Wolf-Ferrari’s slyly witty Il Segreto di Susanna of 1909 and Tchaikovsky’s heartfelt and ultimately epic Iolanta (1891) make very odd bedfellows – superficially, at any rate. As it happens, at its première the Tchaikovsky was originally paired with something even less suitable, The Nutcracker ballet. Both were considered flops, for different reasons. Opera Holland Park’s current double bill, on the contrary, is a huge success, one of the best evenings this endlessly enterprising open air opera house has ever fielded, both musically and dramatically.
Ermanno Wolf-Ferrari (1876-1948) was, as his name suggests, half-Italian and half German. Before the First World War, he was one of the most performed opera composers in the world, with 13 operas and a great deal of chamber and orchestral music to his credit – now, he is largely unknown. Until the early Seventies, a handful of delicious operatic entr’actes and overtures were still played and indeed recorded; no longer, alas. Il Segreto di Susanna is his only opera to have been regularly recorded, though very rarely performed live. And it turns out to possess charm and wit in spades, a great deal of striking – not to say quirky – scoring and immensely accomplished vocal writing for the two principals, and a sure theatricality. The form is that of a boulevard comedy of infidelity; the twist is that Susanna is betraying the husband she has recently married not with a lover but with a packet of cigarettes.
This premise must have been very racy in 1901. Then, as smoking among both sexes became the norm quite soon after, the comedy would have become rather limp. Now, however, in a world in which smoking is all but outlawed, it feels almost prophetic – knowing laughter rings out almost from the first couple of minutes and it continues unabated to the end. The production is deft and elegant: designer takis ingeniously spreads the flat – painted in a sort of calamine lotion pink – across the vast width of the Holland Park stage, but never strains credibility. The score is a clever, multifaceted thing, with delicious parodies of Italian opera plus a few digs at Wolf-Ferrari’s contemporaries. Clare Presland and Richard Burkhard negotiate their not undemanding roles at the Countess and Count admirably, and execute the physical gags with panache and precision (as does John Savourninin the silent role of the butler, a performance that owes something to the French film The Artist). Remarkably, both singers smoke like chimneys during the action, which is very game of them. Most singers would rather cross the road than share a pavement with a smoker.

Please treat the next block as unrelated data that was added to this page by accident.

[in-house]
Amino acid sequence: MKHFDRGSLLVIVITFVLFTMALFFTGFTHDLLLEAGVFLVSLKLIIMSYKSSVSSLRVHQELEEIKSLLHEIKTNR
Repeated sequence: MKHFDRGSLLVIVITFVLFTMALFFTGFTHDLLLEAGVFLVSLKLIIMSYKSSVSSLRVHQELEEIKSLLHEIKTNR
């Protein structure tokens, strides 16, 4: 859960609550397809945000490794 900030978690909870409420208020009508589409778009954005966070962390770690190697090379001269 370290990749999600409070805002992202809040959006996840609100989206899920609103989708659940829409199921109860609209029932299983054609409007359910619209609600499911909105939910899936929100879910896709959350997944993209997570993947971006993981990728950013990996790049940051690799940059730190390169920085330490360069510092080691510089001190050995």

For Iolanta, the stage, again designed by takis, has acquired depth. It is no longer pink, and we are in one of the most familiar locations on the modern operatic stage: a hospital. There is no hospital in the libretto (written by Tchaikovsky’s brother Modest), which is a pretty straight rendition of the Danish playwright Henrik Hertz’s King René’s Daughter. Written in 1845, it anticipates by half a century the Symbolist theatre of Maurice Maeterlinck, evoking a fairy tale world with a gallant knight, a duke, a blind princess, a widowed king. Iolanta is the king’s daughter; she lives in a garden, fiercely protected by her father from the knowledge of her blindness. She has been engaged to a nobleman who has never seen her; his friend – in the play called Sir Tristan, a decade before Wagner’s opera – comes with him to the castle, and falls in love with her, as she does with him. Meanwhile, an Arabic doctor has been summoned to see whether she can be cured of her blindness. His verdict is that she can see again if she really wants to, but this involves acknowledging that she is blind. Finally she does, is cured and united with her lover.
Olivia Fuchs transposes the play’s and indeed the opera’s world so that the action all takes place in or around a hospital ward; but despite the familiarity of the approach, it is done with directness, passion and commitment. The score – the composer’s last opera – is one of the highest inspiration: melodious, vividly characterised and charged with a unique atmosphere, tender, exalted and poetic. He and Modest had sat many nights at the bedside of their morphine-addicted niece and the work is shot through with palpable compassion. The orchestral writing is even by his high standards brilliantly inventive, with particularly rapturous writing for the winds. The City of London Sinfonia, focussed and spurred on by conductor Sian Edwards, fell on it with ardour.
It is a great opera for singers, and the production is blessed with three quite exceptional voices in the leading roles – all OHP veterans, the tenor David Butt Philip as Vaudémont, the bass-baritone Mikhail Svetlov as the King, and the ravishingly expressive Natalya Romaniw in the title role, all riding high on the ecstatic utterances of their characters. The casting is superb in depth, and the chorus, which comes into its own during the glorious last ten minutes if the opera, is equally inspired. A sublime night. I would defy anyone not to be swept away by what opera uniquely has to offer, and what Opera Holland Park so enterprisingly purveys in its sylvan glade.
Il Segreto di Susanna / Iolanta continues at Opera Holland Park until Saturday 3 August